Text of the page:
The following comes from a recent topic on Smok Stak, which can be found on the Internet at: www.engineads.com/ smokstak.cgi. As ever, various individuals started, commented on and concluded the following bulletin board thread.
I saw a previous post alluding to methods of maintaining or enhancing the original finish on old engines. I also read in the SmokStak archives that linseed oil could be painted on, but other than that, I can't seem to find much else. What are the other methods, and what works best? I'm looking forward to another long winter in the shop. - Baggsy
I have left all of my engines with their original finish. First, they're cleaned with kerosene and left to dry. Then I apply a 50/50 coat of boiled linseed oil mixed with mineral spirits. It's important to use a 50-percent mineral spirits mixture because straight linseed oil will leave a sticky finish. You'll be surprised with the result. - Bruce
The 3 HP Fairbanks ZC I bought came on original wood skids with original paint, but had suffered numerous paint spills and splashes. The spills and slops came off with vigorous scrubbing, but in doing so, the paint gloss was damaged. After consulting the SmokStak archives, I tried something new and used a couple of wet coats of 'Petrol' oil-based paint additive. A multi-use product, it ordinarily dries overnight. My results turned out good: The gloss is even and the dried and flaking paint on the wood skids appears to have knitted together as if the remaining paint is holding, and the 'bare' wood looks like it has a coat of semi-gloss varnish.
The paint is a bit more glossy than original I suspect, but it's not overdone. I'm glad that I chose this method for this particular project. - Kid
I tried the straight linseed oil and it took a long time to not be sticky. I hear clear coat works, but it may yellow with time. - Vernon
In 25 years of restoring these wonderful old engines, my concept has changed from 'creating the beautiful' to 'preserving the character.' An engine in good, unmolested original condition cannot be made more valuable by anything we do to it, excepting maintaining its character. - Lester
I can't say I agree with leaving an engine as found with only 20 or 30 percent of its original paint remaining - unless it's a very rare engine or has a special history. I've been involved in many types of collections such as motorcycles, cars, etc., but I can't recall another hobby where 30 percent of the original finish was better than a full restoration - not even farm tractors.
How many of you would buy a Studebaker Golden Hawk and completely re-do the engine, transmission, wiring and so on, and not do any body work, upholstery or paint it? - Allen
Well, I've been thinking of posting something like this for a while. I personally like an engine that's fixed up and restored to its original condition. I'm not great at it, but I try my best. It's interesting to see how these old engines have survived through the years. If it's your engine, fix it up the way you like it and enjoy it.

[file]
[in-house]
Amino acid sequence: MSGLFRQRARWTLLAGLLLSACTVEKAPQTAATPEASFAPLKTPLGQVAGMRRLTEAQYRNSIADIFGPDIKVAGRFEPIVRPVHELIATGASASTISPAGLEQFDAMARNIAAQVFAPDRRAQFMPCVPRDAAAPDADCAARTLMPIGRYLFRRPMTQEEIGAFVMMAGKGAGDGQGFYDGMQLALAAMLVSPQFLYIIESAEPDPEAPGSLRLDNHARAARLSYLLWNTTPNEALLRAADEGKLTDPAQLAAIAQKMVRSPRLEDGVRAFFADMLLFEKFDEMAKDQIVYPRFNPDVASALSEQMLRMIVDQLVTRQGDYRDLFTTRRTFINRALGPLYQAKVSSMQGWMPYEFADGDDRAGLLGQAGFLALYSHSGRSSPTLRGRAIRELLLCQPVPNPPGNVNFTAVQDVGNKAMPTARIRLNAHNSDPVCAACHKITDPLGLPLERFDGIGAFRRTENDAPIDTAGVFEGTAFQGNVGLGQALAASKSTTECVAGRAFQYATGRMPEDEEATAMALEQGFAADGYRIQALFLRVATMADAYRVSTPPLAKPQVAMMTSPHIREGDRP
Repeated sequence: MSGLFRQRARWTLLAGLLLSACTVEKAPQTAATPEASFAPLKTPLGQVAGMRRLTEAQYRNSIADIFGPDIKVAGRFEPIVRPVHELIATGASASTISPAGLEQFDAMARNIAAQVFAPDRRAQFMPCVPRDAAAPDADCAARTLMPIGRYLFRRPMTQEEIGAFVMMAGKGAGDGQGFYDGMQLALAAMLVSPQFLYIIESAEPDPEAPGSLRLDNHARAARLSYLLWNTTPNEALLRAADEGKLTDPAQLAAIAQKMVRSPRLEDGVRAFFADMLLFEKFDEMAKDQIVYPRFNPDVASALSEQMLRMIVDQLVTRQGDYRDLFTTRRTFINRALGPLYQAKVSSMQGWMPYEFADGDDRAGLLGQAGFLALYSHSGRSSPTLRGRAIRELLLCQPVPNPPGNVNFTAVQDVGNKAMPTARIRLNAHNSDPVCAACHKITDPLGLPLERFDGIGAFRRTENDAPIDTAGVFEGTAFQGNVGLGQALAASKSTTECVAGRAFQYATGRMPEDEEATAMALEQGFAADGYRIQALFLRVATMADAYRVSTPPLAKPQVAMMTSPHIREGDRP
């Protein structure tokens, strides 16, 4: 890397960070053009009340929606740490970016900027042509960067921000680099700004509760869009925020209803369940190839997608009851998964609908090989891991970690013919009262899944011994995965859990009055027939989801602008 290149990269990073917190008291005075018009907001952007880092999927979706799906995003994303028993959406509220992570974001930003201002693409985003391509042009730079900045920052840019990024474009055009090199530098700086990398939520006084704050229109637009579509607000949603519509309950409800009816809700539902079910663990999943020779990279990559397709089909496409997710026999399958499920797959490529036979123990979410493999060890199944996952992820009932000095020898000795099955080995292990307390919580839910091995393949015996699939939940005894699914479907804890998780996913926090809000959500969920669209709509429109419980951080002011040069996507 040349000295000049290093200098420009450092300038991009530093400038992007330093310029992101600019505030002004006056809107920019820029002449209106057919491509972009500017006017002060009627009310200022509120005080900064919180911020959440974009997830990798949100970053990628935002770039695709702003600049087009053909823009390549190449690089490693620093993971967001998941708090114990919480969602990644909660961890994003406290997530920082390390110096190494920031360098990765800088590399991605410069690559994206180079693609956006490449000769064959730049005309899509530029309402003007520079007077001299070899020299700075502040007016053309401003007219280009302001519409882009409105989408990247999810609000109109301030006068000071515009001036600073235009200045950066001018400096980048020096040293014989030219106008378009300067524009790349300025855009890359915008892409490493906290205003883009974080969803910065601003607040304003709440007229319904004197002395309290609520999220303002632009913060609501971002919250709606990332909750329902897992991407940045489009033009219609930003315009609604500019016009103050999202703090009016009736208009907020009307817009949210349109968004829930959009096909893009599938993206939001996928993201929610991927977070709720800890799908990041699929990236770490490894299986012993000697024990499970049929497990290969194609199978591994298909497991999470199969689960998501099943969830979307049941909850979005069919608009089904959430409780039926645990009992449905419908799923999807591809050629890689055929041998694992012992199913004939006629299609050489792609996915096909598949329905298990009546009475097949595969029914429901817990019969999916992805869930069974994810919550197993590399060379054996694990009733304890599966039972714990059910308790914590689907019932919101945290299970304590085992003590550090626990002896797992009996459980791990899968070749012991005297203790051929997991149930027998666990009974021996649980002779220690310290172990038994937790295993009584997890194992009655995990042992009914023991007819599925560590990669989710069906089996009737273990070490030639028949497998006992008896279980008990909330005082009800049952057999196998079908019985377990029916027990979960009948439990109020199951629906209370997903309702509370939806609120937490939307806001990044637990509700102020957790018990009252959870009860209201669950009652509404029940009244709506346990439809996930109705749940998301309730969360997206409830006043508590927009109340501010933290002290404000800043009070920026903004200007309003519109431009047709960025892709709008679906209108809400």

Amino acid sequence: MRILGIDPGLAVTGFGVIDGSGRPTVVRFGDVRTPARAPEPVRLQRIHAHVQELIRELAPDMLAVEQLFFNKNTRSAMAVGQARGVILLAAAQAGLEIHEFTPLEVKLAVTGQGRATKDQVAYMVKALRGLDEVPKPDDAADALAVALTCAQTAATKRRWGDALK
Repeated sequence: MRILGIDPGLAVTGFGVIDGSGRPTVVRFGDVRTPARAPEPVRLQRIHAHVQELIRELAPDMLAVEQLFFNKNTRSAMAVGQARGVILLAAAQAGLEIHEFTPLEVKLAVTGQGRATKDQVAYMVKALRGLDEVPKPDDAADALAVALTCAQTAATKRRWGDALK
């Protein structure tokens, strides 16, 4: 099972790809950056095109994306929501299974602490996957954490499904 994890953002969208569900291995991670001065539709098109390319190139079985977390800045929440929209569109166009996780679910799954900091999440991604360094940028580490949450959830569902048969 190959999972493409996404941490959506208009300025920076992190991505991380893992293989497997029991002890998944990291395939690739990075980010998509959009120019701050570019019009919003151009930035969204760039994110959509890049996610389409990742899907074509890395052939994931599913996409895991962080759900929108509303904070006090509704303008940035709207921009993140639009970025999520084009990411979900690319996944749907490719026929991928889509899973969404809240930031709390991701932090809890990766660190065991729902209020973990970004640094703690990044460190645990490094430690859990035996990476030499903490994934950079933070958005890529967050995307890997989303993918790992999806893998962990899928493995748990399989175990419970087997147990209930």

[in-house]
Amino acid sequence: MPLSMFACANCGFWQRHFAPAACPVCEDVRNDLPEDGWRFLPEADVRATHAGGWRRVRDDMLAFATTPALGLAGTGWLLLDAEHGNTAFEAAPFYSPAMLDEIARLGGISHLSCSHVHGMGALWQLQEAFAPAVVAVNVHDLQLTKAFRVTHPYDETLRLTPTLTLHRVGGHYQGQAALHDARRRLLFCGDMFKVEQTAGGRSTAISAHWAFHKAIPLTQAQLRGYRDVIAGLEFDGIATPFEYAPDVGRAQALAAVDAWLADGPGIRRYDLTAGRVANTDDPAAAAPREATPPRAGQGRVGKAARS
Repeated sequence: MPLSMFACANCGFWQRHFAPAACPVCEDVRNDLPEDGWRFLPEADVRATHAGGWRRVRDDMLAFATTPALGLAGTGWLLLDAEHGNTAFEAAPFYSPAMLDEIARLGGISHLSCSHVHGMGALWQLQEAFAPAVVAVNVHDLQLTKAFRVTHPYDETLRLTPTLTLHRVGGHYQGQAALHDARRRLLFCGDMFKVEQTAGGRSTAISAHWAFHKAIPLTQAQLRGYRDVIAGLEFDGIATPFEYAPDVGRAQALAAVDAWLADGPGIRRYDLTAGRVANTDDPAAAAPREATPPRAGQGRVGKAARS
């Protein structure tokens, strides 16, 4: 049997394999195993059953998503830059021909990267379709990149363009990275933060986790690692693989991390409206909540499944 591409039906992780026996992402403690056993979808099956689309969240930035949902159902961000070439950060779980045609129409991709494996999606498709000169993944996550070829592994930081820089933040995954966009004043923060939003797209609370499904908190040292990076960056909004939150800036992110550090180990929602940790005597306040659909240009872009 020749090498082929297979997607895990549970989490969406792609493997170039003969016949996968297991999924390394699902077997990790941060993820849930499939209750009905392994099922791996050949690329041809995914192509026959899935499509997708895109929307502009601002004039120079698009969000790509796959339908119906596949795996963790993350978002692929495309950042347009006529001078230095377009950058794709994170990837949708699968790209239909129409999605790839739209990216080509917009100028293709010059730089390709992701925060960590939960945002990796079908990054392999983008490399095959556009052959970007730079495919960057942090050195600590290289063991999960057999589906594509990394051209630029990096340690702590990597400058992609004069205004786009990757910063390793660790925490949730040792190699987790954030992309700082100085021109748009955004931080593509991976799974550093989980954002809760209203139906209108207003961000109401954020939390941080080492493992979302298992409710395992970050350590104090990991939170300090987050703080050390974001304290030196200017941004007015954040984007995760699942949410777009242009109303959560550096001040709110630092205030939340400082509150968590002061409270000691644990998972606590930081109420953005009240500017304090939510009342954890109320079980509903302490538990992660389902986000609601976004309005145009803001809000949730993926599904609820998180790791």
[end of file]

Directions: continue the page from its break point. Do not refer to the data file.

But, there's one thing that yanks my chain real hard, and that's when somebody takes an old, greasy engine and paints right over everything. I'm working on one of these right now, and, yes, I knew it was like that when I bought it. Ninety-year-old grease is hard enough to remove, but try removing six layers of 98-cent paint on top of it. I've tried every tool known to man to clean this thing. It's enough to drive a man to drink. - John
At the end of the day, it's a pure and simple case of deciding on the method you prefer. I personally like to repaint a unit, not necessarily even original colors. It's your unit, you are the person who sees the beauty in it. As long as it's protected from decay, the outcome is irrelevant. To answer the original post, pretty much anything oil-based will protect and bring a luster to a finish. - Matt
I've seen too many engines painted up to conceal cracks, welds and other damage. I've even bought such engines, completely trusting the seller's word that the engines had no damage. I personally don't buy painted engines anymore, but I really do appreciate the time and pain that many owners invest into beautifully refinishing their engine. If they want to disguise cracks, welds and blemishes, that's okay. Why spend the time, energy and money if the job isn't going to look good? - Harvey
Dr. John Wilcox (one of the original founders of the Coolspring Power Museum) uses nothing but automatic transmission fluid on his engines. This includes his Callahan, 125 HP Otto, 150 HP Miller and many others. I believe after a while a nice patina is developed. All of his engines look outstanding. I've been using WD40, but I'm going to get a spray bottle and start using ATF exclusively myself. -Keith
If the engine still has some original paint, clean it and give it a coat of some kind of protect ant (I've had good luck with boiled linseed oil). If it has no or little paint, and it runs good, leave it alone. If it has little or no paint, and it needs to be torn down, clean and paint it close to the factory color. I don't like painting whatever color is handy even though it's better than letting them rust. Personally, I'd rather clean the rust than strip off some weird color. But, when showing them, try and present what they looked like from the factory. We're trying to preserve and teach the history of these old engines, are we not? - Bob
SmokStak is an engine conversation bulletin board with over 50,000 messages on file and is part of the Old Engine series of Web sites that started in 1995 as 'Harry's Old Engine.' Harry Matthews is a retired electronic engineer and gas engine collector from Oswego, N.Y., now residing in Sarasota, Fla.
'I've been involved in many types of collections such as motorcycles, cars, etc., but I can't recall another hobby where 30 percent of the original finish was better than a full restoration not even farm tractors.' John